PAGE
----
The Fresh Loaf

News & Information for Amateur Bakers and Artisan Bread Enthusiasts

hydration for bench proving

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dazzer24's picture
dazzer24

hydration for bench proving

Hi there

I've been making loaves using bannetons with some success(and some failures!). I've been using about 67/68% hydration- I do struggle to 'tighten' the dough enough to keep a good shape if I go any wetter=just the simple problem of everything sticking. I appreciate this might be viewed as a relatively low hydration for sourdough but I'm still learning;)

I wanted to try and shape a batard so went down to 60% hydration and found it much easier to tighten and shape the dough. I just sat the finished loaf on the counter for its final prove which in the end was probably only about 90 mins-I normally prove much longer but was concerned the loaf would spread too much. How would one normally prove a batard? In a couche? This I imagine would help retain height but if I'm only doing one loaf at a time there is nothing for it to sit up against..

Is it generally accepted that a batard, or other shapes not proved in a banneton, need to be lower hydration.... or do I just need to keep practicing?;)

One final question- how to people season banneton to prevent or minimise sticking? I've been loading them with rye flour but it ends up coating the loaf a little too heavily. I then clean the banneton completely and repeat for the next loaf. Should I be leaving the flour in and trying to create a skin, patting the  flour in to create a layer? I read somewhere about painting the banneton with a flour water paste and letting it dry?

Thanks in advance for any input and apologies if I'm asking too many questions!

 

Farmpride's picture
Farmpride

at 60% water to flour, you will not need a bread mold, that is what i use very regularly in my shop. now when i use molds i  I like to use melted lard put on thin with a brush, and spray like PAM works good too, and then you could dust the basket or mold with a flour if you want for appearance and more stick resistance, that used to be a standard, even flour mixed in with a grease, i do not mix them together though. Don't try to create a layer in the basket, but i will also say do not wash it often either. . or, just skip the baskets, another thing is, we do not know what kind of basket your using, now that would also change my recommendation, for sure.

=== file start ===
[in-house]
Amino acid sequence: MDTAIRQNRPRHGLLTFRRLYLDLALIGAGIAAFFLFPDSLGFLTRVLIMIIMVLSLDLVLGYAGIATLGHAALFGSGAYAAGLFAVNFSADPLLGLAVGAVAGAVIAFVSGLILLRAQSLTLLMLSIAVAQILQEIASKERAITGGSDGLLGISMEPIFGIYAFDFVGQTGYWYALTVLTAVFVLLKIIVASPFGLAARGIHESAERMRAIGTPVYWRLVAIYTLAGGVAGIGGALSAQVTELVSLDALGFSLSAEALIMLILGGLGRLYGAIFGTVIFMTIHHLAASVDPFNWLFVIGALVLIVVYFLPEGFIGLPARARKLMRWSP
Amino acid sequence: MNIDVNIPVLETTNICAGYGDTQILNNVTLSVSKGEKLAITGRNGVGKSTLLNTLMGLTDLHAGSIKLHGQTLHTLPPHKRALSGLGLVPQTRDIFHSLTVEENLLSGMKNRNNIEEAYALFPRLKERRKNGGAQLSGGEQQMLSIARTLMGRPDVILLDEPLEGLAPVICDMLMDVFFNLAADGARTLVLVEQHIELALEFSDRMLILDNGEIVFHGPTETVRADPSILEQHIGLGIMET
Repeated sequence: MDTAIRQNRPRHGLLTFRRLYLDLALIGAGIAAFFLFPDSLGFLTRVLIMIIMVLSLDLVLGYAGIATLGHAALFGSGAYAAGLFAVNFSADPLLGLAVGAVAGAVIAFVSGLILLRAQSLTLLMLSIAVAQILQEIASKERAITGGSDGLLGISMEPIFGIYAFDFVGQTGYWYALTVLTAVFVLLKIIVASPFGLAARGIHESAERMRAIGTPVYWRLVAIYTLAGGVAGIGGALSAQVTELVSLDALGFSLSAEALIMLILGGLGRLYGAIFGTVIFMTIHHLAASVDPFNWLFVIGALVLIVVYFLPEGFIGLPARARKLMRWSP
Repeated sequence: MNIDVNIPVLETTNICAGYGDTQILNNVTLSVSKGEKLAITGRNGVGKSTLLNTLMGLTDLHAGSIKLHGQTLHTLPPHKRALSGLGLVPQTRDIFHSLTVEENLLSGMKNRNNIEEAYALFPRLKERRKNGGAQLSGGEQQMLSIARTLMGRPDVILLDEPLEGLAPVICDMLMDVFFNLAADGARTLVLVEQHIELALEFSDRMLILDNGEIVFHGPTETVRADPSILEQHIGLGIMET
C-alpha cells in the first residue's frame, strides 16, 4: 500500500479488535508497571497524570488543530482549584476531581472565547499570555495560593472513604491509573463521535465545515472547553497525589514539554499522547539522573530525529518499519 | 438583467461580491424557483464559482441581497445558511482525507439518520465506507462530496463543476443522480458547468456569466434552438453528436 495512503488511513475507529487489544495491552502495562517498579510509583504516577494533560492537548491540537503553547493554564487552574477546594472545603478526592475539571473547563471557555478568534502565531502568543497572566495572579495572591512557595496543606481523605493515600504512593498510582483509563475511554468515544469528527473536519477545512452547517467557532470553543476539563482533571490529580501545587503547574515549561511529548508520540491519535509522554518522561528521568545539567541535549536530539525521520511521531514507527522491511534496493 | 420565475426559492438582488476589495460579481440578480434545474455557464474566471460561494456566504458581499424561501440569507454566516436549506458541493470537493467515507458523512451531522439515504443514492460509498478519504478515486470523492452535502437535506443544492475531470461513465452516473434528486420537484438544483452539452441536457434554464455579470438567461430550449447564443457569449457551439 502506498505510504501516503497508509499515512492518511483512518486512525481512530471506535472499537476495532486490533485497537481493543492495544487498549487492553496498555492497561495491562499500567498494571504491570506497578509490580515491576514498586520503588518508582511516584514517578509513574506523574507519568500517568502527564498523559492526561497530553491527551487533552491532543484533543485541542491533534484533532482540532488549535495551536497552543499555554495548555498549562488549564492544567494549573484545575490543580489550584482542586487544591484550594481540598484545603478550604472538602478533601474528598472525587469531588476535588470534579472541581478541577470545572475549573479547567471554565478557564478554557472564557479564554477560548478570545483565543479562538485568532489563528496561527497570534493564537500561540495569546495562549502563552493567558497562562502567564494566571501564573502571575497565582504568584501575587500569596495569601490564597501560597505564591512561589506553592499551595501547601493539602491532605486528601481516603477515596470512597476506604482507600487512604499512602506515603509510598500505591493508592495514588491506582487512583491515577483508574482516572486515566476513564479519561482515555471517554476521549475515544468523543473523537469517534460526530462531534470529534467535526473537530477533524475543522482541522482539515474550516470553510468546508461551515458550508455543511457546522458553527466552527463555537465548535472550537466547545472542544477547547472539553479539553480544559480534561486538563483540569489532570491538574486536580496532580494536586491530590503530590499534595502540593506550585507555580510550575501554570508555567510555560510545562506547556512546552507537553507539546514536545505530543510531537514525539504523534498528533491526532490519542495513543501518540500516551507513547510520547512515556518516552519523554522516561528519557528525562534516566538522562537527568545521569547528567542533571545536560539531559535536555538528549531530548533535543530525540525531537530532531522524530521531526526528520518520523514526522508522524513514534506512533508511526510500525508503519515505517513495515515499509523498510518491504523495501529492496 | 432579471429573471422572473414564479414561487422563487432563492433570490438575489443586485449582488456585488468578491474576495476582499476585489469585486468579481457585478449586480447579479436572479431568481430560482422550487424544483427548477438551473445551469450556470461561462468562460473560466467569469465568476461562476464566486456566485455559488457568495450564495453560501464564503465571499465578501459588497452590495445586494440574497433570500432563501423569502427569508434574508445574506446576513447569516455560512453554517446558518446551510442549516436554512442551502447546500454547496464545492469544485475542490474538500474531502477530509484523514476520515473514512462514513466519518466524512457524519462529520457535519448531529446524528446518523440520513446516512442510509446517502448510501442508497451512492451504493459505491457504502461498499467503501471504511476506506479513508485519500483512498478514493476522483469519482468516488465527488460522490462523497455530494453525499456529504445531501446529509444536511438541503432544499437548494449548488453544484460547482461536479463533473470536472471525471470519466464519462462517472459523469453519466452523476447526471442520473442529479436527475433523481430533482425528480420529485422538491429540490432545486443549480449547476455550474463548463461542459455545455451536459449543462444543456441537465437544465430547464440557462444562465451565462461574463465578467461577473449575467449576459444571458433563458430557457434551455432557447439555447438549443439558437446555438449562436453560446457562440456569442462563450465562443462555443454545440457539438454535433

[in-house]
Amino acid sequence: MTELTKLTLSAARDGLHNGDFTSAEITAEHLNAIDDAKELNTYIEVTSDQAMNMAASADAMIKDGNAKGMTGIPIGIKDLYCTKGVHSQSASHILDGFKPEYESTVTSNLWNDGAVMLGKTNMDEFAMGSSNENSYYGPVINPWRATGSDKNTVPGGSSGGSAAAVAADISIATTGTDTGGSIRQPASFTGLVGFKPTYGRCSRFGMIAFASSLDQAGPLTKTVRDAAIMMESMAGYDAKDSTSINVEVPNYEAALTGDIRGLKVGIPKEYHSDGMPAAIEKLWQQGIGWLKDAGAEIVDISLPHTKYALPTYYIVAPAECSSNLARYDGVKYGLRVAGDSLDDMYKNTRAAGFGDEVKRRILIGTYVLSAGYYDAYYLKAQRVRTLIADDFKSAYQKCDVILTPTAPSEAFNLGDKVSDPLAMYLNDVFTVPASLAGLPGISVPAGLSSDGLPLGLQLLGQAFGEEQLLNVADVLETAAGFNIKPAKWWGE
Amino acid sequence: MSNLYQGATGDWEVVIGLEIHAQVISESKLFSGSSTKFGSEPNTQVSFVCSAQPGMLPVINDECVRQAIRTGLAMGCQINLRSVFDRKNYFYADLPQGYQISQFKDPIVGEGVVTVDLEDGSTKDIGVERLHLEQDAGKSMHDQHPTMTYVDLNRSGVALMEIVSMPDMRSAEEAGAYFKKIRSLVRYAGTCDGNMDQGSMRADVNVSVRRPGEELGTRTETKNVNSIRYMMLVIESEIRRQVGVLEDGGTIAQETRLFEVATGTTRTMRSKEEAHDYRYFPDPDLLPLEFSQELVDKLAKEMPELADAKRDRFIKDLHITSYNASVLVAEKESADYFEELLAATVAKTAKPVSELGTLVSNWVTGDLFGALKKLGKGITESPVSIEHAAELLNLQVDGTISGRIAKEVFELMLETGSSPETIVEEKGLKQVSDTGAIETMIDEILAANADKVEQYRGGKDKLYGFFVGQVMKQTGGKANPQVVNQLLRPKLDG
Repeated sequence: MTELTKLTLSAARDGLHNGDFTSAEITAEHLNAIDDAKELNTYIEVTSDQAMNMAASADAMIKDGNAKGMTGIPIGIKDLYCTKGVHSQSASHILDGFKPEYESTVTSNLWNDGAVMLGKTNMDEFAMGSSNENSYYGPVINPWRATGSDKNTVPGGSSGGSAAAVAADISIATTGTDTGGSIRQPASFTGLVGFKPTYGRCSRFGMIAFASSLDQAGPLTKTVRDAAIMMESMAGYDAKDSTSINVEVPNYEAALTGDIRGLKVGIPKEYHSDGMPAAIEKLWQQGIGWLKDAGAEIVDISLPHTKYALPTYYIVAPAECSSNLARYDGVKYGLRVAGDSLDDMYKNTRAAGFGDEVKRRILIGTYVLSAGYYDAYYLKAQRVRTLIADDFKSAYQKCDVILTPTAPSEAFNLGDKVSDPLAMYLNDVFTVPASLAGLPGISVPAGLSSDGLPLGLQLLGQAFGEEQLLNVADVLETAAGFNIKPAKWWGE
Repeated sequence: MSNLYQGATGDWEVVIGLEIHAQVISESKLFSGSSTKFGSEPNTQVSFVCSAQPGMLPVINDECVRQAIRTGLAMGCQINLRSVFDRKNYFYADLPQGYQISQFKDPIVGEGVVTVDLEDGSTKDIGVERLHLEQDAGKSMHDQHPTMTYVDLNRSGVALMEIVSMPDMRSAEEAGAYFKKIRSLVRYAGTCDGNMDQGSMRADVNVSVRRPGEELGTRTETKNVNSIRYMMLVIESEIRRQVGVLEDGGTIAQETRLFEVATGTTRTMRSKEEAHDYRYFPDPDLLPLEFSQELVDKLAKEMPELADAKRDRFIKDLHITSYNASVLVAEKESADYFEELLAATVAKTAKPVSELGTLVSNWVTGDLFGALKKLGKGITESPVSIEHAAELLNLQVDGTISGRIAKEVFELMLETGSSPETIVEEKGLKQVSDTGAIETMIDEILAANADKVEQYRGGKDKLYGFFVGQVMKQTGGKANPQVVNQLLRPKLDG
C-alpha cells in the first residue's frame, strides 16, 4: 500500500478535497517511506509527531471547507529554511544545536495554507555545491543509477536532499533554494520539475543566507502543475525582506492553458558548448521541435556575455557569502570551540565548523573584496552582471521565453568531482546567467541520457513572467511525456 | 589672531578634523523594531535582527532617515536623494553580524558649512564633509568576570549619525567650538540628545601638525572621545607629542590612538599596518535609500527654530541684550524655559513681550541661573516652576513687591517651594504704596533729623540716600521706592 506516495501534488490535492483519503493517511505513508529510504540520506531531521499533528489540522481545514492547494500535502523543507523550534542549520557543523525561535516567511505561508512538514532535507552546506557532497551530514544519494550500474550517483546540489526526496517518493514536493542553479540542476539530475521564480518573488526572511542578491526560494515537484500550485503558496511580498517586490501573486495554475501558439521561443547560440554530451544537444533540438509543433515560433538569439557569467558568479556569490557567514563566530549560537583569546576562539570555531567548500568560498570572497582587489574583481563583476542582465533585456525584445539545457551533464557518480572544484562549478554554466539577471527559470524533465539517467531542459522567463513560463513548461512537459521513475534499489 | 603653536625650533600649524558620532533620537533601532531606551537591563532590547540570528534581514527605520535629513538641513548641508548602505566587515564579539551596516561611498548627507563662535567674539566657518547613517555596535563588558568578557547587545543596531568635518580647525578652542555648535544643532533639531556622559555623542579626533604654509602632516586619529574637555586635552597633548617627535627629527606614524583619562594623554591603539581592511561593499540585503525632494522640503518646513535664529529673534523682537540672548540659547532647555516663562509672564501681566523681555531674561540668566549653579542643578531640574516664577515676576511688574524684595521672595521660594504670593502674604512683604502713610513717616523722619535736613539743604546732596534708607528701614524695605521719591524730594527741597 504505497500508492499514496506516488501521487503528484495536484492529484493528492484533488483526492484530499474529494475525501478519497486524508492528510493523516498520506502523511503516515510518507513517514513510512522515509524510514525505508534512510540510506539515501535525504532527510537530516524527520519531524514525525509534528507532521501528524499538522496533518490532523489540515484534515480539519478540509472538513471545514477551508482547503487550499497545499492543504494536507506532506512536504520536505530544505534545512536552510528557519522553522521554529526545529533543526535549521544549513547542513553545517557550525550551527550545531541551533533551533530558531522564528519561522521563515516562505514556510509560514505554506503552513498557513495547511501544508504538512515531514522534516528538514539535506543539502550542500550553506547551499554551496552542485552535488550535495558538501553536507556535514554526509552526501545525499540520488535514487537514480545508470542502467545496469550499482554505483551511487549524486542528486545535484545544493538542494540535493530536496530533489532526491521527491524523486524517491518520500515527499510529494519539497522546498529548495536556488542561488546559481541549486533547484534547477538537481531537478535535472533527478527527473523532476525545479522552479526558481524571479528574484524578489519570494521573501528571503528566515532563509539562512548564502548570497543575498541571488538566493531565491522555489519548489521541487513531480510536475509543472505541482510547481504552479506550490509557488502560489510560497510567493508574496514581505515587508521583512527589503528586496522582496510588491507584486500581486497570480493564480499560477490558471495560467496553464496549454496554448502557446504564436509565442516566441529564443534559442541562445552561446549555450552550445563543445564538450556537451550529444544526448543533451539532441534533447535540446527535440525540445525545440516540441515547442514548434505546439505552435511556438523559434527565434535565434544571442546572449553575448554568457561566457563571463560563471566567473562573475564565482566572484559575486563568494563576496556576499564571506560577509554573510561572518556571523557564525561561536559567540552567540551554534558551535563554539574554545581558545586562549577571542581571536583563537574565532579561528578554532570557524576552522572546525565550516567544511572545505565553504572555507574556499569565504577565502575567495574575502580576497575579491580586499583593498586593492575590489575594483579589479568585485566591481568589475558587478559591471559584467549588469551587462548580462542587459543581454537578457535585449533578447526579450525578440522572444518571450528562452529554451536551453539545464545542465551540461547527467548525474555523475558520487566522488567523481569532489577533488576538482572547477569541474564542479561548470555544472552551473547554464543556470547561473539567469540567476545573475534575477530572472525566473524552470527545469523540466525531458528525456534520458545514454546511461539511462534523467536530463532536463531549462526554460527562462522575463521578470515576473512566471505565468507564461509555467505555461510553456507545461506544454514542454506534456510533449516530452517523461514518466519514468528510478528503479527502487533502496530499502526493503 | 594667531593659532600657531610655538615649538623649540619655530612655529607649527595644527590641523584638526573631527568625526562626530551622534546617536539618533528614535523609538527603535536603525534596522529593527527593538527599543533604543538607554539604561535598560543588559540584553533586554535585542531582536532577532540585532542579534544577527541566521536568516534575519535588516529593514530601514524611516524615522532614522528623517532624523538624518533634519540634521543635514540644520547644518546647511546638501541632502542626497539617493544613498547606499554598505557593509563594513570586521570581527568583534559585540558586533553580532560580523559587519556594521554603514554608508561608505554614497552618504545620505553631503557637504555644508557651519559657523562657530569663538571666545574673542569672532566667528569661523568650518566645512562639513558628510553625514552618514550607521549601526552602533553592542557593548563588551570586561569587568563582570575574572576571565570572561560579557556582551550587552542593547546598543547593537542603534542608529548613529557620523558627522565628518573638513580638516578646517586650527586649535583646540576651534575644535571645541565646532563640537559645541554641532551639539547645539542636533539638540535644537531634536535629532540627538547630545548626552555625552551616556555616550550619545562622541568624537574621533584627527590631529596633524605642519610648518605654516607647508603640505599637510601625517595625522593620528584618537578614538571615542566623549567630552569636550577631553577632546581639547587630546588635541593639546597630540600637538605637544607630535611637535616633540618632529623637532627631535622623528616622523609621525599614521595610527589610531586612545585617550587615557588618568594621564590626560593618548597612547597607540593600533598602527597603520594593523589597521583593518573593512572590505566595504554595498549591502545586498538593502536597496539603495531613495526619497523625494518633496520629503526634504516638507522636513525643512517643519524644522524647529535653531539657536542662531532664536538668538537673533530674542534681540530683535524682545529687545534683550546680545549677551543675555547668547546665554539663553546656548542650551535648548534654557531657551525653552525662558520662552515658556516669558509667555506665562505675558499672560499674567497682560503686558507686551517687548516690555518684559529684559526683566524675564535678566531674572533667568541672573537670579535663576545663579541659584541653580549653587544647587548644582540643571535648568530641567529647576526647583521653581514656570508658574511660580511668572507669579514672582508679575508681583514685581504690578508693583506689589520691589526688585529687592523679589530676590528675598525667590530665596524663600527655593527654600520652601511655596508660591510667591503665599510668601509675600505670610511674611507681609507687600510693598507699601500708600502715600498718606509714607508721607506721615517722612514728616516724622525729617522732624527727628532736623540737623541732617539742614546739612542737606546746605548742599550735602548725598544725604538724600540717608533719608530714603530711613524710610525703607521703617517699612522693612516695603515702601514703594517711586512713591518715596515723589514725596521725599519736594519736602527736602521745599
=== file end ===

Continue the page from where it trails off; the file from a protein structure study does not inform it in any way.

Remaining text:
albert/farmpridebakery.com

dazzer24's picture
dazzer24

Hello Albert

Thanks for your advice. I'll take it onboard. I do need to be patient too-shaping is clearly a skill thats developed over months and years rather than days and weeks.

I'm using cane bannetons if that makes any difference.

Thanks again

Darren

Farmpride's picture
Farmpride

i found this site, seems very reasonable indeed, we need an USA maker of them.

http://www.brotformen24.de/angebot.php ,

albert/farmpridebakery.com

dwfender's picture
dwfender

I haven't used it myself but many bread enthusiasts say rice flour is great for dusting bannetons etc. It won't develop gluten the way wheat flour will. Over time your banneton will definitely develop a petina. 

D
www.allthingswheat.com 

LisaE's picture
LisaE

Hello dazzer,

Welcome to the fresh loaf! I recently got two bannetons (Christmas presents!) Then I thought what do I do now! I found the below link helpful. Do not clean the bannetons often. Leave the remaining flour on them. I read that AP flour or semolina are good to use, I found the semolina flour gives a crunchier crust. Check the link below, hope it helps!

http://sourdough.com/blog/how-care-bannetons

Lisa

dabrownman's picture
dabrownman

not even the white on rice will stick to it :-)  Use it all the time for even cheap baskets from Goodwill and no worries with rice flour!  Your batard looks very good.  You have points!  What does the crumb look like at 60% hydration?

Nice baking,

LisaE's picture
LisaE

Imma have to try that stuff!

dazzer24's picture
dazzer24

Hi Guys

Thanks for the comments. Crumbs not too bad...not that open but edible-and thats a success, to some degree, I would say! I think the denser crumb comes as much from my novice like tightening and shaping of the dough. It was left to rise without support and so inevitably even at 60% its spread a little. Im in the middle of trying to work out a routine where I can leave the dough to rise really slowly overnight as I love prepping in the evening and baking the following morning-only managed to do it by refrigerating the dough though. The method initially started with advocates 10 to 15 hours of proving after shaping at warm room temp!. My dough seems to rise in a 1/3 of that time. So clearly left sitting around without any support for hours rather than minutes its going to spread a little!

Onwards!